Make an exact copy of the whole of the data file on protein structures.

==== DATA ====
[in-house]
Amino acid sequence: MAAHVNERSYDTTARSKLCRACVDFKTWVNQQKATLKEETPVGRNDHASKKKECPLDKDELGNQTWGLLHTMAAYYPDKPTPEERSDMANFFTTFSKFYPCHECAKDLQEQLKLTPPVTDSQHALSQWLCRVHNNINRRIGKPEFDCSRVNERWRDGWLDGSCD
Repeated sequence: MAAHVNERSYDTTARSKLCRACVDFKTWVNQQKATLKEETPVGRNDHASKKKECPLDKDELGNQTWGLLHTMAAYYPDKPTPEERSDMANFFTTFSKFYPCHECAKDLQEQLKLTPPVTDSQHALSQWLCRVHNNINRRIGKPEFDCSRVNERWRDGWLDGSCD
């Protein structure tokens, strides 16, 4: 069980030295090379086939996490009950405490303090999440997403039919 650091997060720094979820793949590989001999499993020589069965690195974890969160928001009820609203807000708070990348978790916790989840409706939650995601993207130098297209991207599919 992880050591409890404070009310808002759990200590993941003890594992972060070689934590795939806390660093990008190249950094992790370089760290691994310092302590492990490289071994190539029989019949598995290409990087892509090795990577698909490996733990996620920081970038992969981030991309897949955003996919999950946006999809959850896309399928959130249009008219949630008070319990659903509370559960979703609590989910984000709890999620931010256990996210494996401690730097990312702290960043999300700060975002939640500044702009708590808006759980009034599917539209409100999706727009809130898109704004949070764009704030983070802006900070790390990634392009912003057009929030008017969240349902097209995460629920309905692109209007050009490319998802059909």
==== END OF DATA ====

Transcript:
[in-house]
Amino acid sequence: MAAHVNERSYDTTARSKLCRACVDFKTWVNQQKATLKEETPVGRNDHASKKKECPLDKDELGNQTWGLLHTMAAYYPDKPTPEERSDMANFFTTFSKFYPCHECAKDLQEQLKLTPPVTDSQHALSQWLCRVHNNINRRIGKPEFDCSRVNERWRDGWLDGSCD
Repeated sequence: MAAHVNERSYDTTARSKLCRACVDFKTWVNQQKATLKEETPVGRNDHASKKKECPLDKDELGNQTWGLLHTMAAYYPDKPTPEERSDMANFFTTFSKFYPCHECAKDLQEQLKLTPPVTDSQHALSQWLCRVHNNINRRIGKPEFDCSRVNERWRDGWLDGSCD
């Protein structure tokens, strides 16, 4: 069980030295090379086939996490009950405490303090999440997403039919 650091997060720094979820793949590989001999499993020589069965690195974890969160928001009820609203807000708070990348978790916790989840409706939650995601993207130098297209991207599919 992880050591409890404070009310808002759990200590993941003890594992972060070689934590795939806390660093990008190249950094992790370089760290691994310092302590492990490289071994190539029989019949598995290409990087892509090795990577698909490996733990996620920081970038992969981030991309897949955003996919999950946006999809959850896309399928959130249009008219949630008070319990659903509370559960979703609590989910984000709890999620931010256990996210494996401690730097990312702290960043999300700060975002939640500044702009708590808006759980009034599917539209409100999706727009809130898109704004949070764009704030983070802006900070790390990634392009912003057009929030008017969240349902097209995460629920309905692109209007050009490319998802059909």